9 comments:

  1. My brother studied the stock market for years, and did pretty well. Until he didn't, and then it was good money after bad. Gambling is addictive (but you know that, so I'll stop here).

    And yeah, it is nice to see you blogging!

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  2. "The trading floor is a fascinating place with more psychology than economics going on." That is reason it is so difficult to make money in the market. In my 20's and later in my 40's I did that whole study: look at the PE, look at the company ownership, look at stock ownership, look at cash flow, read the Motley Fool newsletter, follow the discussions! It didn't seem boring at the time and I actually made 40% on a stock during those months. But it was mostly luck. As I got busier with children and finally a paying job, I gave it all up. And now I worry each day about my IRAs because I know this is all manipulated by greedy pigs.

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  3. Yup. The "legitimate" form of gambling. Very addictive if allowed to assume too much importance. (Like blogging, now that I think about it.)

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  4. Well Mark, your penance, if you decide to accept it is, 1 Hail Mary and 2 Our Fathers. Now you can be free of guilt. If you loose any money you and Karen will have to figure that out. LOL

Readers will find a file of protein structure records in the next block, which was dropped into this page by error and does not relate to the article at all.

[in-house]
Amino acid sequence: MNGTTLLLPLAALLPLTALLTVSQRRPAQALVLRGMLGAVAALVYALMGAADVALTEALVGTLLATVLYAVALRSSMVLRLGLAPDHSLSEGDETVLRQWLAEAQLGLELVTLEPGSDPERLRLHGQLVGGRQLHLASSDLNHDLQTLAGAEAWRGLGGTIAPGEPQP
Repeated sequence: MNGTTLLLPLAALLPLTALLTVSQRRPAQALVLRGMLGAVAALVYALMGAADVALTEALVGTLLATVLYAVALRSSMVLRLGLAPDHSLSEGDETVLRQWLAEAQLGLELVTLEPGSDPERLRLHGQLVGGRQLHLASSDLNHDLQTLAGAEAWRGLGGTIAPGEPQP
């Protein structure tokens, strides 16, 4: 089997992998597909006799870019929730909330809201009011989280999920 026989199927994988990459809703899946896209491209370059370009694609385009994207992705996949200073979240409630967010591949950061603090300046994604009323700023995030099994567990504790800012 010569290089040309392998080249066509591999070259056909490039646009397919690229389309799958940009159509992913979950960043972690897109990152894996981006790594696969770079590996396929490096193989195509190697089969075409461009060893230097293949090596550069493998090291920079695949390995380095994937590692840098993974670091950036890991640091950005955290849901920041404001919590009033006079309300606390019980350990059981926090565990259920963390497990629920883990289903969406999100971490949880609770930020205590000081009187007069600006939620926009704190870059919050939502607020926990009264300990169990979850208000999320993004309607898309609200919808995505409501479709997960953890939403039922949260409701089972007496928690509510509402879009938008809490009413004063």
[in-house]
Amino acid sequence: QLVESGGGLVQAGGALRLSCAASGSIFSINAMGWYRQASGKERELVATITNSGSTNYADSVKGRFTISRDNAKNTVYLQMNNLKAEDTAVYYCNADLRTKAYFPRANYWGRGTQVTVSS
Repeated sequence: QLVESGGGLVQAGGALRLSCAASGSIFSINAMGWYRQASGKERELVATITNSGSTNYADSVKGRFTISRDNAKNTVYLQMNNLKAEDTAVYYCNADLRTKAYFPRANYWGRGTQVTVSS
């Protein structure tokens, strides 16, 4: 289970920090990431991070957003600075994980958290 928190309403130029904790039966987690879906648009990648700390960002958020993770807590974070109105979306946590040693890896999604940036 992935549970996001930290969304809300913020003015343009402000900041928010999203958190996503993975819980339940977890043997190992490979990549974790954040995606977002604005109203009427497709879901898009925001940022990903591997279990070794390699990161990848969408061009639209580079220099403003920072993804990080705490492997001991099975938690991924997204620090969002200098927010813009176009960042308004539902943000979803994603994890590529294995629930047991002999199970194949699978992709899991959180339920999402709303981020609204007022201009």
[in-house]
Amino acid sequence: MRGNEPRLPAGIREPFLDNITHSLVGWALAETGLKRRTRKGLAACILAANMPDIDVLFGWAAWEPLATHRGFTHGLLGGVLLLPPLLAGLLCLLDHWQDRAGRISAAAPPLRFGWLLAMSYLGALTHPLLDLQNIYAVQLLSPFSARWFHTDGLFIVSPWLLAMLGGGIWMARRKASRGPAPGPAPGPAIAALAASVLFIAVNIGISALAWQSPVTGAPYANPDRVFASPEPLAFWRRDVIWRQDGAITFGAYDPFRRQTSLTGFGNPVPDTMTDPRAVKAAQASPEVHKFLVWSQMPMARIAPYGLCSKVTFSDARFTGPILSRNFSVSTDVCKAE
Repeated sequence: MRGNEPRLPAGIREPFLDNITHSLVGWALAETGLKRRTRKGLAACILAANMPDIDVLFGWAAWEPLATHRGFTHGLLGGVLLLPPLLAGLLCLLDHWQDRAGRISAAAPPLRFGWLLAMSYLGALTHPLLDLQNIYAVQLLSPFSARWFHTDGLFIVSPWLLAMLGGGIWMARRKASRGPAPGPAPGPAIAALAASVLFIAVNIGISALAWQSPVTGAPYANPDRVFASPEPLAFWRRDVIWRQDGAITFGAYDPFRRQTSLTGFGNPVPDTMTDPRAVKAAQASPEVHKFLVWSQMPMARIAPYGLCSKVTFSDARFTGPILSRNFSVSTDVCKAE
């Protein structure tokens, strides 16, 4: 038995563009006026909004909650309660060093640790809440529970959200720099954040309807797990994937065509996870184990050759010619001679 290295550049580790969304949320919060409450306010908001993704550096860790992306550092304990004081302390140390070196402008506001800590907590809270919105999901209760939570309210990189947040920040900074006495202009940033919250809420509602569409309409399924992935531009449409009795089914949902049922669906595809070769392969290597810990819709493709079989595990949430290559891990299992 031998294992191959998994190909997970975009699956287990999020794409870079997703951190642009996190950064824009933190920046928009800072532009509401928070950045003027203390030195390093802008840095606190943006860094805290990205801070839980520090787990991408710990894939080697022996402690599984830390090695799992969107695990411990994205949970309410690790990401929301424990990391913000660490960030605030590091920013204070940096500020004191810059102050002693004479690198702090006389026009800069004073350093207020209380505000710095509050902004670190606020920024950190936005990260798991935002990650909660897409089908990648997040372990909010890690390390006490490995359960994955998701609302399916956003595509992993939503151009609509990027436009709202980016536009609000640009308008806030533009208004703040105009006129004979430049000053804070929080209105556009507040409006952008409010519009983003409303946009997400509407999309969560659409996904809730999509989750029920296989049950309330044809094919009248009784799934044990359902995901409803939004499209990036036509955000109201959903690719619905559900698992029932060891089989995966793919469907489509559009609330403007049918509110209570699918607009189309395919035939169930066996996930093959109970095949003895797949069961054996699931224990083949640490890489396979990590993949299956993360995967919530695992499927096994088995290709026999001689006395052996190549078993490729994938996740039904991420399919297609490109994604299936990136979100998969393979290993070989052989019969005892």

QMM

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  5. I am a bit of a gambler, and once won $2500 in Vegas, but then hubby frowned upon it, as he is not a risk taker. Friends of ours keep telling him to do some stock trading and he acts as if he did not hear them, lol, so I let him handle the money, so to speak...

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  6. I read 'might go blind' and my heart started beating really fast. Don't do that to me, then just talk stock market.
    writing/poetry/photography seem to me all analitical arts / balance / form / tempo / so I can see the interest in the Markets.
    I am going to take money out of my 401K fund and another small bond market account I have and buy another small apartment/condo in Houston. less risk / and I can always live there if I need to.
    I am not a risk taker - okay my heart is back to normal. thanks for the ride.

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  7. How charming of you to confess (and you KNOW where our minds were going at first). SOoooo, glad you didn't completely stop. I find I can satisfy both addictions at the same time. The letters on my keyboard are stained orange cheetos powder. Keep blogging, for God's sake, love your stuff!!

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  8. I applaud you for sacrificing blogging rather than family. Nice to see you around - now and then.

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  9. I have lost my husband to forex trading. It's addictive apparently. :)